The herbarium sheets of mosses, ferns and above all flowering plants from all over Europe and overseas were created by over 500 florists, especially in the 19th century. The oldest parts of the collection date back to the 17th century. The largely unexplored material contains important species records for various regions, especially in Thuringia. The aim of the project was to store the approximately 35,000 specimens in the museum's herbarium in a conservationally correct manner. This was urgently necessary in order to be able to guarantee shock- and pressure-free storage due to the partly fragile plant material. The initial securing and packing was possible thanks to project funding from the Thuringian State Chancellery. In a second step, the herbaria will be stored in graphic beds and digitised to make them accessible for research.
In many cases, our collections hold untapped research potential. We are working intensively on making the material more visible and digitally accessible. In the future, scientists will have easier access to the documents in the collections, especially to type material. A special role in this context is played by photographic recording and the entry of metadata in digiCULT, which will begin in 2021.
From 1709, the Electorate of Saxony employed so-called gemstone inspectors to search the territory for valuable gemstones. One of these inspectors was the geologist and mineralogist David Frenzel, who examined the Chemnitz area for gemstone deposits. During his work he also collected earths from various Saxon sites and sealed them. In the natural history collections, which emerged from the Princely Natural History Cabinet, almost 600 of these sealed earthenware compacts have been preserved. They show two crossed electoral swords in a floral border as well as the abbreviation »D.F.«, which indicates their creator. Comparable sealed earthenware can be found e.g. in Görlitz, Waldenburg, Dresden and Berlin. In geosciences, the term »earth« stands for very fine-grained, unconsolidated mineral mixtures. Minerals are naturally formed solids with a specific chemical composition whose atoms are arranged in a crystal structure. Today, 5456 different minerals are known. Mineral earths have been used since time immemorial to treat internal and external ailments and are also known as healing or miracle earths. In ancient times, »terra sigillata« was very popular, especially »terra lemnia« from the North Aegean island of Lemnos, which was produced under strict rituals and stamped with a goat symbol. In the 16th and 17th centuries, healing earths from other regions also gained in importance.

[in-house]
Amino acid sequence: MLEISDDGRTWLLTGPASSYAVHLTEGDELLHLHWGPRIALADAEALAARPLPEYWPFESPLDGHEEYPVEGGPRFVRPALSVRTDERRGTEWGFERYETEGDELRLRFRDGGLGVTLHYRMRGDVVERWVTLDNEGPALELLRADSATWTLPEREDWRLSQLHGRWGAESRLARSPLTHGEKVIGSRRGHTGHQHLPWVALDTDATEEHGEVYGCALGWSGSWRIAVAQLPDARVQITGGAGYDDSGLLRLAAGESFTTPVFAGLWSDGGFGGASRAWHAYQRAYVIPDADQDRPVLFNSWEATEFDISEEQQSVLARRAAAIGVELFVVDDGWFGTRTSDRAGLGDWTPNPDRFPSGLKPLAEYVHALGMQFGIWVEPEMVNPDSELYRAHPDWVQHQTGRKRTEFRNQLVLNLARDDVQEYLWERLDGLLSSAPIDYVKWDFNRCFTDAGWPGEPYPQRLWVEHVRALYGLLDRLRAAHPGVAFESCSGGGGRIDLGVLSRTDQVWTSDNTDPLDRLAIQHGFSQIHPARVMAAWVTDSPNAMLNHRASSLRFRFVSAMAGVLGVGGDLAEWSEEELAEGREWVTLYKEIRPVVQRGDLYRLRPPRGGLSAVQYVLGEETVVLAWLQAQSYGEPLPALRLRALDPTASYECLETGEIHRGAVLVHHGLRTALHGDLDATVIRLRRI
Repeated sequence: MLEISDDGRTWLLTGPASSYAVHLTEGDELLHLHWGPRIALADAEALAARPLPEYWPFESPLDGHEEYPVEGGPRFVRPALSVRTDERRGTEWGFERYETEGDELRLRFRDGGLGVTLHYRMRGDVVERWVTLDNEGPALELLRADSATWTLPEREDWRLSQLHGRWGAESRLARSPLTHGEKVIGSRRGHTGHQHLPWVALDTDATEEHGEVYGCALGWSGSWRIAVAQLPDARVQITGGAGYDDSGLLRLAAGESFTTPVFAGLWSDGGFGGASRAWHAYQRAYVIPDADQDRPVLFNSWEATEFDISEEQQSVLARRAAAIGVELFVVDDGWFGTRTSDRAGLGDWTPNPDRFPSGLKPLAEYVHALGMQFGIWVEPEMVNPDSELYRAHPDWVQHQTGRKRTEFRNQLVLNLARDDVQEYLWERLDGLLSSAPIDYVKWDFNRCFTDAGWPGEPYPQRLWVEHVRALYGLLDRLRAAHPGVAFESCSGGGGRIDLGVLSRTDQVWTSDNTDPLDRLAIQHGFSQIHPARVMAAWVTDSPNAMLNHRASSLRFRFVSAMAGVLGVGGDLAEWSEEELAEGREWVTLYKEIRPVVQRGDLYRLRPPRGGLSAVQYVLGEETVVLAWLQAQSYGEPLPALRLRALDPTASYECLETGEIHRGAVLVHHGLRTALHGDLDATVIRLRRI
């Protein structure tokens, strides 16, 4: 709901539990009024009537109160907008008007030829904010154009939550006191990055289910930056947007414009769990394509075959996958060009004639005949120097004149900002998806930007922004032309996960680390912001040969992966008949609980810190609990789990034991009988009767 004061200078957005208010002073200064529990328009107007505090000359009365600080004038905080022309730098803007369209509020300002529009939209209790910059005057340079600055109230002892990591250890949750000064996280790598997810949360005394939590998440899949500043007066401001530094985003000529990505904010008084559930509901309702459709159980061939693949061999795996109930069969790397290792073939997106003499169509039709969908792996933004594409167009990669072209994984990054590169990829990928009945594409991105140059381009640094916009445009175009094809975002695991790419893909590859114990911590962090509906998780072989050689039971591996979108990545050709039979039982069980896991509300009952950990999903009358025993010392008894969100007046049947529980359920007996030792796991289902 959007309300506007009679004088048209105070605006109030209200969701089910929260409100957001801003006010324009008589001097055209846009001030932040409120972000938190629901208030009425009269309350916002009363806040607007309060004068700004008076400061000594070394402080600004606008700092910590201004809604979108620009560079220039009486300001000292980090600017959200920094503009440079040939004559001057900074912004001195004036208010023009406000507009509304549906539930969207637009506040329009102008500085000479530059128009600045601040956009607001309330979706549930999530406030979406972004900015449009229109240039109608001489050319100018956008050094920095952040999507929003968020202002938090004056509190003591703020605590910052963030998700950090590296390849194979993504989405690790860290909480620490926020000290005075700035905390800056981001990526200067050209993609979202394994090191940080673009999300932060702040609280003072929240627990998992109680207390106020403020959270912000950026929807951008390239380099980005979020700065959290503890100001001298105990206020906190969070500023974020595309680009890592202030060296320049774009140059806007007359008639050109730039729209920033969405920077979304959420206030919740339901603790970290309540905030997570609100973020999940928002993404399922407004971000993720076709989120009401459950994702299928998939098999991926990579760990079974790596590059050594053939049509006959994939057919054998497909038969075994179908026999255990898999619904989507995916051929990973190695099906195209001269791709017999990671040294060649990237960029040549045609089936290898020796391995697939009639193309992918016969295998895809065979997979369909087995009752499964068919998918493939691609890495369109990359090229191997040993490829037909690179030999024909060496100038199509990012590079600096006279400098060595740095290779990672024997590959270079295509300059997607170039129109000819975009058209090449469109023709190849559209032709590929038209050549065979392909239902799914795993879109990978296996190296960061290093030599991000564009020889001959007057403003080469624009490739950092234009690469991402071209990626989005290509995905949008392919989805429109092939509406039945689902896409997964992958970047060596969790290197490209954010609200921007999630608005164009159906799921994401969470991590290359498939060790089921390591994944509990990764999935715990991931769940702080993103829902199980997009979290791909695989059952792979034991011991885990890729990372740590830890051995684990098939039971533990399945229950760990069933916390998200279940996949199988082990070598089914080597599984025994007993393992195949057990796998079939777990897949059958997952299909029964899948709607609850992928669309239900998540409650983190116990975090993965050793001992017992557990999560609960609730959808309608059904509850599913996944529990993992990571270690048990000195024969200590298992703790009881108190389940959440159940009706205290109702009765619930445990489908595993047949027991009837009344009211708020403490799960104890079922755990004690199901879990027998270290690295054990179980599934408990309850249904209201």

Cooperation with the TU Bergakademie Freiberg
As part of a bachelor's thesis at the TU Bergakademie Freiberg, a mineralogical analysis of the sealing earths from the Rudolstadt collection was carried out and about half of the compacts were digitised. This revealed a mineral composition of at least five different minerals each, in some cases up to 15. This allows the conclusion that the seals were produced directly from the deposits, without preparation. In the future, it will be important to examine the remaining earths and to compare the find locations with the existing handwritten catalogue. If the sealed earths were once perhaps intended as an earth archive, they can now provide valuable insights, right up to biodiversity in the 18th century.
Further information on the sealing earths of the Natural History Museum as well as a documentation of the earths can be found in the Rudolstadt Natural History Paper No. 23.
The Natural History Museum, with its previous institution of the Princely Natural History Cabinet, has existed for over 260 years. The collections span this long period of time in a variety of ways and bring to life not only changes in the diversity and composition of species, but also the history of science.
In the course of the renovation of the north wing of Heidecksburg Palace, the Natural History Museum is also to be given new space. A new concept is currently being developed. The aim is to use the entire castle wing, and not just the top floor as has been the case up to now, for the museum presentation of the largest collection of the Thuringian State Museum Heidecksburg. The aim is to enable visitors to stroll through past times on the various floors, rounded off by the further development of the museum into a modern natural history museum. The idea of the great interrelationships of nature, as postulated by Alexander von Humboldt, for example, is particularly central. This idea was also already present at the time of the creation of the local Natural History Cabinet, which is why its founder, Friedrich Karl of Schwarzburg-Rudolstadt, considered a broad arrangement of the collections, without leaving out any specific areas, to be particularly important and wrote this down.
Please support us in the realisation of this project; you are also welcome to write to us with your suggestions or wishes. We will keep you informed about the progress of the conception and implementation!